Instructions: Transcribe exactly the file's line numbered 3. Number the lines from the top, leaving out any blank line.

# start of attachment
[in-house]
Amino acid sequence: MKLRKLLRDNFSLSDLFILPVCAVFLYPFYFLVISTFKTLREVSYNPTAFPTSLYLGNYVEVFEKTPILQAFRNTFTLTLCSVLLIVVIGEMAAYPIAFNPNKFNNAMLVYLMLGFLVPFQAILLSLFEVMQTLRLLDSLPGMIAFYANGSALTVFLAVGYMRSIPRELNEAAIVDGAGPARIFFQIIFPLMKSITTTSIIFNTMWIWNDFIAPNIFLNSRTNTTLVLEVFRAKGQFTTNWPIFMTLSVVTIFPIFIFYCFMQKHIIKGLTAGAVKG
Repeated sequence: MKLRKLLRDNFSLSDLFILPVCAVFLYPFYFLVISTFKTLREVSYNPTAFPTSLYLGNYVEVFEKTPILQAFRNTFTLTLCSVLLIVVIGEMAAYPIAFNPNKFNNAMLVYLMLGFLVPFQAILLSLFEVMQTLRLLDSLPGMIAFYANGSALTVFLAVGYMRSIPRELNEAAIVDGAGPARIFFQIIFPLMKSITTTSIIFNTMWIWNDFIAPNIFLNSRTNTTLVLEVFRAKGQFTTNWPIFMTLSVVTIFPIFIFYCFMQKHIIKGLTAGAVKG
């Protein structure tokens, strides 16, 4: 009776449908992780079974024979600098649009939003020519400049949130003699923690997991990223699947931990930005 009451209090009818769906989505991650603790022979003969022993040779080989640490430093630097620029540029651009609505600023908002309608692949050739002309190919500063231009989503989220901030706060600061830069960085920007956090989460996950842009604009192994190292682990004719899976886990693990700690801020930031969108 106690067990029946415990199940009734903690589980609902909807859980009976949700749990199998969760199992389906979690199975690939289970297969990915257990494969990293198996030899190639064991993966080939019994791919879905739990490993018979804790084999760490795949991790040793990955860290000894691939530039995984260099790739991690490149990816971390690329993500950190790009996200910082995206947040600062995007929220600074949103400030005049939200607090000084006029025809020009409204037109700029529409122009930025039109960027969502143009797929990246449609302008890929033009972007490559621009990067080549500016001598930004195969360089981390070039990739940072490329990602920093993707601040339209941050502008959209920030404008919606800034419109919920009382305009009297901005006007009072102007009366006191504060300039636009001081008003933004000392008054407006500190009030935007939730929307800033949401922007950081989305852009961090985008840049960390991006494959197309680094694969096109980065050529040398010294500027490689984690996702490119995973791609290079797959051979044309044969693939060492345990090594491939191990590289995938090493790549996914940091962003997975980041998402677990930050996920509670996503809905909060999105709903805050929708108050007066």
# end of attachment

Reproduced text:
Repeated sequence: MKLRKLLRDNFSLSDLFILPVCAVFLYPFYFLVISTFKTLREVSYNPTAFPTSLYLGNYVEVFEKTPILQAFRNTFTLTLCSVLLIVVIGEMAAYPIAFNPNKFNNAMLVYLMLGFLVPFQAILLSLFEVMQTLRLLDSLPGMIAFYANGSALTVFLAVGYMRSIPRELNEAAIVDGAGPARIFFQIIFPLMKSITTTSIIFNTMWIWNDFIAPNIFLNSRTNTTLVLEVFRAKGQFTTNWPIFMTLSVVTIFPIFIFYCFMQKHIIKGLTAGAVKG